We are in a similar pickle today. It very much is the time for federal, state and county government policy to look beyond the “when in doubt, do what you know” endless cycle of repeating the same thing over and over again until you collapse, exhausted and depressed.
I’m actually quite excited at the quality of data available to assess actionable options at this pause in the battle with COVID-19. The information necessary to construct decision making models for how government can plan the next phase of the response is amazingly available in almost real-time. Sites like the Johns Hopkins Coronavirus Research Center provide detailed status the battle against SARS-CoV2 on a county-by-county basis. The display is even reminiscent of some of the Strategic Defense Initiative (SDI) architecture maps I used many moons ago, the coronavirus is sort of like a cluster bomb delivered via airliner is you think of it.
But there is the data at your fingertips, population per county, at-risk segments of the population representable by the over 65 age group within a county, the number of confirmed cases, the number of deaths. Combine this with emerging data on statistical testing of active and lingering antibody infection percentages in the population plus the science of the basic R-Zero infection rate and how both active risk mitigation and herd effects change the viability of the virus within a county that is actively adapting its battle tactics to improve medical, economic and quality of like outcomes at each phase of the struggle, and you’ve yourself the makings of a more holistic strategy to managing a pandemic than hanging solely on the word of the most timid voices in the room.
Three Basic Options
“Answer me these questions three. Ner the other side ye see.”
Public policy is about knowing the consequences of your choices. There are basically three options that a country government must demand to see with clarity each time it ponders what to do next as the world’s protracted experience with COVID-19 continues.
The Baseline Option, Return to Normal
The base option is always to ask, “What if we make the decision to relinquish emergency power and return to business as usual?” It should be a required feature in any decision model presented to a government body. It represents the restoration of full Constitutional freedom and is the legally required goal post against which all other options should be considered.
This option is not devoid of prudent actions by individuals to continue to practice good things. It’s making the decision to return the control, initiative and burden to do so from the government back to the people. It says the point has been reached where normal market and cultural controls are sufficient to tackle the problem.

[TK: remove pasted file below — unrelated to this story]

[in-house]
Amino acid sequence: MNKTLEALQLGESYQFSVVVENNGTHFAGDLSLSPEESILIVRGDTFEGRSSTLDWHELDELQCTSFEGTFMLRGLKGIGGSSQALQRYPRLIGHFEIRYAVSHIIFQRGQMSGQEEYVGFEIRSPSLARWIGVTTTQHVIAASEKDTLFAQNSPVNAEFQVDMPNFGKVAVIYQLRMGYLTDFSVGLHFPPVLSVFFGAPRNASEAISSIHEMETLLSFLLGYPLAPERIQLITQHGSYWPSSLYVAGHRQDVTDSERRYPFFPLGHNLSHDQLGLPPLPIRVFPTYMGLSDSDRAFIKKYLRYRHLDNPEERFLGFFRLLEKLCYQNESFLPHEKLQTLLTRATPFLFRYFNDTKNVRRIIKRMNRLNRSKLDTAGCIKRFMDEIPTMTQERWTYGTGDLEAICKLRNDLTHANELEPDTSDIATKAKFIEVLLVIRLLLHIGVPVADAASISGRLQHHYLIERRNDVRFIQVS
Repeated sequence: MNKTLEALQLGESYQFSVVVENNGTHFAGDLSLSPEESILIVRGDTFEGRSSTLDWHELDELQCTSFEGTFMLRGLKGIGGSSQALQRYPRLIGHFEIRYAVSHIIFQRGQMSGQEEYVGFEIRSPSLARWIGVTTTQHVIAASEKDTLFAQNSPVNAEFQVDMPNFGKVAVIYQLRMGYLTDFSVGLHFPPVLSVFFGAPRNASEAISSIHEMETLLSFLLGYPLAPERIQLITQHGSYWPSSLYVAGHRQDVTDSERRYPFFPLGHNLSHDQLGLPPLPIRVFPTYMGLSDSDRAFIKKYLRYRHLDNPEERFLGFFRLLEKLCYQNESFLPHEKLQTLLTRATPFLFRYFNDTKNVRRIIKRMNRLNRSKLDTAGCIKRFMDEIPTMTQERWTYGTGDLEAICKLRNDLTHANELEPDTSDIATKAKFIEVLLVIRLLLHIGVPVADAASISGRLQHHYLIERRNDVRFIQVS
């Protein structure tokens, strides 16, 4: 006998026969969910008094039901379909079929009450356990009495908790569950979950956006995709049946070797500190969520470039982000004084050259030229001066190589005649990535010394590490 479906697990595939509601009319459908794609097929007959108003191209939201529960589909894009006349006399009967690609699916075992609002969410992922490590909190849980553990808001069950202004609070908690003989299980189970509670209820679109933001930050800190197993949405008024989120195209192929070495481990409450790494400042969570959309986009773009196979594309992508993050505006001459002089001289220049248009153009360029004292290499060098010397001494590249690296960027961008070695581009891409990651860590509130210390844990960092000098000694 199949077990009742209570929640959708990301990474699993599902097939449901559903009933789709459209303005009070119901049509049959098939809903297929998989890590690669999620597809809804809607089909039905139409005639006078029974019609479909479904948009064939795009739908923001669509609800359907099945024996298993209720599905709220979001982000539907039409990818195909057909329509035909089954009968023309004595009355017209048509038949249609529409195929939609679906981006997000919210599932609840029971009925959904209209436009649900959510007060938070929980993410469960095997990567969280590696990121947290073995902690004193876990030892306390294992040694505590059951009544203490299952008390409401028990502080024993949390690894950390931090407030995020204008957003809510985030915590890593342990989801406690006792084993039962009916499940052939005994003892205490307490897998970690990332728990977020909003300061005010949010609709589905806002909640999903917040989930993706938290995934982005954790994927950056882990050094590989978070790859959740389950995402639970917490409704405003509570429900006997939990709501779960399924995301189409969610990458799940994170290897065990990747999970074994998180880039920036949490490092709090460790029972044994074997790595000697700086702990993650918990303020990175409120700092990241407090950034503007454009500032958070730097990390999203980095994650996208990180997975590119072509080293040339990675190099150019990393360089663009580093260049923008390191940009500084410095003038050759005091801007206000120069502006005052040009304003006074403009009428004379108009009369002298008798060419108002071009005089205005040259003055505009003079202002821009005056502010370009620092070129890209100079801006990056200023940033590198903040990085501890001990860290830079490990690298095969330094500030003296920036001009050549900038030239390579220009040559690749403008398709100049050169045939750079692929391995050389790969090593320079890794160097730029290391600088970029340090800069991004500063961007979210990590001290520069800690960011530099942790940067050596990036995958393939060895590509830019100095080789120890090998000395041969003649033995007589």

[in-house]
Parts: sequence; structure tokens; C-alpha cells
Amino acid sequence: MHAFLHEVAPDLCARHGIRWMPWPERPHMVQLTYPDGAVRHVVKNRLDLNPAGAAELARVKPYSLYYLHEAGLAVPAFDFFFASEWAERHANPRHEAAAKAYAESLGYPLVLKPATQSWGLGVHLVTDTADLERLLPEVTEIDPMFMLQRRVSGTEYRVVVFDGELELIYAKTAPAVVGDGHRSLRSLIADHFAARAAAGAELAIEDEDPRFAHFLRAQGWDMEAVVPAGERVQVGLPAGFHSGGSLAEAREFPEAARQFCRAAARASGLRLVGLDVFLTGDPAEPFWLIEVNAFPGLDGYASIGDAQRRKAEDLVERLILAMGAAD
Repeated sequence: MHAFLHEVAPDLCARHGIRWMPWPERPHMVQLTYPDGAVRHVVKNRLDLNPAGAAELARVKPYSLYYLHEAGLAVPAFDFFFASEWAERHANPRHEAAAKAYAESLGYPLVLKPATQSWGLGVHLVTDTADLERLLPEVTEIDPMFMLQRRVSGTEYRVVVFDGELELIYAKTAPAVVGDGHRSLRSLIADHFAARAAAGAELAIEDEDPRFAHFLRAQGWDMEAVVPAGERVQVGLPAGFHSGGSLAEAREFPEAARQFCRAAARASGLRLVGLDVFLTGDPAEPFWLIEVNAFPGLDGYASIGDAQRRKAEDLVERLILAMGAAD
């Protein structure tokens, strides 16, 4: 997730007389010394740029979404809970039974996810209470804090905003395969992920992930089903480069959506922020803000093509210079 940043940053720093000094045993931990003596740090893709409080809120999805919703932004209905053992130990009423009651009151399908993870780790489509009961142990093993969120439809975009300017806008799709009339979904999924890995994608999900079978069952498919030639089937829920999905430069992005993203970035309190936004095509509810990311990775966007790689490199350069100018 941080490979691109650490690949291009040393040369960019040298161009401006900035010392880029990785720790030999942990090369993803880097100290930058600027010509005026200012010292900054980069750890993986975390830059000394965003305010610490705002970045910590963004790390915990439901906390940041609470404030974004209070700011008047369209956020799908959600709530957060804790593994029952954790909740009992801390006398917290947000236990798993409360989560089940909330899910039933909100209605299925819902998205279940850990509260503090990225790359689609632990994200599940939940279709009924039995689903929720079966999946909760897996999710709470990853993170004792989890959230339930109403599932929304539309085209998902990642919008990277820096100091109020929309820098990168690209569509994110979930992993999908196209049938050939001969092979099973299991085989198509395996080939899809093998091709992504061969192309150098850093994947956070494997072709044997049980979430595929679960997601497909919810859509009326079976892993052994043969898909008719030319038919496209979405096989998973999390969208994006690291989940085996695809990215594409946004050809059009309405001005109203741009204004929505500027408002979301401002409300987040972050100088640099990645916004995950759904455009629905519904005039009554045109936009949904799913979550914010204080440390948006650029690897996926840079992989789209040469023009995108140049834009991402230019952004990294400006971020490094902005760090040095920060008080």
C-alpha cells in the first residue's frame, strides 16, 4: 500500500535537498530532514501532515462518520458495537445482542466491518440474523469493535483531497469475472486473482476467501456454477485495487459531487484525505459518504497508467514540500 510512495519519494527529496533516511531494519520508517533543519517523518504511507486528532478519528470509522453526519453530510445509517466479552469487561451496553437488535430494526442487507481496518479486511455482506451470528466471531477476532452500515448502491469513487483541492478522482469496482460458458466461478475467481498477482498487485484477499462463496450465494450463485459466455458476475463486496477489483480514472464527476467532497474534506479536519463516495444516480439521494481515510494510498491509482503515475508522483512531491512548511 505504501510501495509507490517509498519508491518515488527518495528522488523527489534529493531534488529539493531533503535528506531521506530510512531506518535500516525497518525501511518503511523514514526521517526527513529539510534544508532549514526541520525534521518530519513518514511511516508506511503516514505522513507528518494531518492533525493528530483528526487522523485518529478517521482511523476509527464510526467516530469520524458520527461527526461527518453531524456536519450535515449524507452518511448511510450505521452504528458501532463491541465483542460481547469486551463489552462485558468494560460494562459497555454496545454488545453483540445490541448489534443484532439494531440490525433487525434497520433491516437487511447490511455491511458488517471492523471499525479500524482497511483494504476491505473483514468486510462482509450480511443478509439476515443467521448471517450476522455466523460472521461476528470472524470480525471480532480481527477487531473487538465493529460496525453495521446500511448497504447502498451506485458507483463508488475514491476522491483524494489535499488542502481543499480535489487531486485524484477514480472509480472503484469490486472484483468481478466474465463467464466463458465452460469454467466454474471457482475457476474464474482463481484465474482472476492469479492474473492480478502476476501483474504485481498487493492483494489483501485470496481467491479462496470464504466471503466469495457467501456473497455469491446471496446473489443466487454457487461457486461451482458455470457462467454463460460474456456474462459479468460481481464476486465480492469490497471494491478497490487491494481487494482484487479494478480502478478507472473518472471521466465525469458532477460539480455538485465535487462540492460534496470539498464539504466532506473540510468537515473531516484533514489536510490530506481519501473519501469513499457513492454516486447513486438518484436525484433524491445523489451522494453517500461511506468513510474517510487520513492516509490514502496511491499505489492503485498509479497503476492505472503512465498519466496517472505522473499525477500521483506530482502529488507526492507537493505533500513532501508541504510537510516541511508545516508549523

Knowing what the relative advantages or detriments of this option and reasonably explaining why it either is, or is not, the time to take it is the only thing that gives context to other options. Without it, a government has no basis to make a legitimate ask of its citizens to ponder, accept or reject other courses of action.
The Shelter Option, Long-Term Quarantine
This is the “ride out the next wave” shelter in place model. It is an intrusive and debilitating option that places medical necessity above the damage being caused to economic and quality of life concerns.
Selecting such an option to implement should always require the presence of extraordinary indicators that a catastrophic collapse of the system would result this approach were not used. Its purpose is to give decision makers tangible proof that the problem is existential and cannot be dealt with by any other means.
This is a Gray Zone tactic. In warfare, it is typically reserved for stages of a conflict where there is a dearth of clarity on the nature of the threat and what defenses can be used against it. Planet earth experienced one of these “blind panic” episodes between January and May 2020.
It is not a condition one wants to linger in because you ultimately always lose the war surrendering while the threat lays merciless siege upon you.
The Hybrid Response Option
This is a policy option that uses data discovered in the last phase of an engagement to tune the strategy going forward. Its purpose is to exploit any weaknesses or strengths found that can be taken advantage of.
In the COVID-19 case, something like recognizing that altering how extraordinary protections are delivered for at-risk persons in the next phase could prevent elderly persons in nursing homes from representing 50% of fatalities; clearly something went terribly wrong there.
It also means recognizing that the is tangible gain to be had to the economy and quality of life aspects of the larger war by relinquishing unnecessary controls on non-risk persons, who are about 90% of the population. Their death rates are lower than the most at risk populace and they are also more capable, with a convincing presentation of education and awareness, of taking individual protective measures.